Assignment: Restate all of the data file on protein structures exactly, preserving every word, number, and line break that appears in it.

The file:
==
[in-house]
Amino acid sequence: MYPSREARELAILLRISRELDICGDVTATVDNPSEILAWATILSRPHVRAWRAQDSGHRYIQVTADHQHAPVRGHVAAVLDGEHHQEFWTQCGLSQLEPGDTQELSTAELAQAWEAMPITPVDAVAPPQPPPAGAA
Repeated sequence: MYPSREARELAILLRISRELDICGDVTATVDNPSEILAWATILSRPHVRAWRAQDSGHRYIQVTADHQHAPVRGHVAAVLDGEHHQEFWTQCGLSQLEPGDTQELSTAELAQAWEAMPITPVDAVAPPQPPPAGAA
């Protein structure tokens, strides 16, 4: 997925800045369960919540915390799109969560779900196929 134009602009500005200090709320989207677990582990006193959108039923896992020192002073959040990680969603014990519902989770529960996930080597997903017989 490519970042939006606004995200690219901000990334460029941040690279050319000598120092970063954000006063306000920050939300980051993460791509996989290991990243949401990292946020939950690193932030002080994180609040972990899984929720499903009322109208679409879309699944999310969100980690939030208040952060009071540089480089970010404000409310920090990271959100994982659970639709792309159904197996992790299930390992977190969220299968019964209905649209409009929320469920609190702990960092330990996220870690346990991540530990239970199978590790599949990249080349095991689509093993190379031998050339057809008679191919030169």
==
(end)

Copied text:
[in-house]
Amino acid sequence: MYPSREARELAILLRISRELDICGDVTATVDNPSEILAWATILSRPHVRAWRAQDSGHRYIQVTADHQHAPVRGHVAAVLDGEHHQEFWTQCGLSQLEPGDTQELSTAELAQAWEAMPITPVDAVAPPQPPPAGAA
Repeated sequence: MYPSREARELAILLRISRELDICGDVTATVDNPSEILAWATILSRPHVRAWRAQDSGHRYIQVTADHQHAPVRGHVAAVLDGEHHQEFWTQCGLSQLEPGDTQELSTAELAQAWEAMPITPVDAVAPPQPPPAGAA
């Protein structure tokens, strides 16, 4: 997925800045369960919540915390799109969560779900196929 134009602009500005200090709320989207677990582990006193959108039923896992020192002073959040990680969603014990519902989770529960996930080597997903017989 490519970042939006606004995200690219901000990334460029941040690279050319000598120092970063954000006063306000920050939300980051993460791509996989290991990243949401990292946020939950690193932030002080994180609040972990899984929720499903009322109208679409879309699944999310969100980690939030208040952060009071540089480089970010404000409310920090990271959100994982659970639709792309159904197996992790299930390992977190969220299968019964209905649209409009929320469920609190702990960092330990996220870690346990991540530990239970199978590790599949990249080349095991689509093993190379031998050339057809008679191919030169």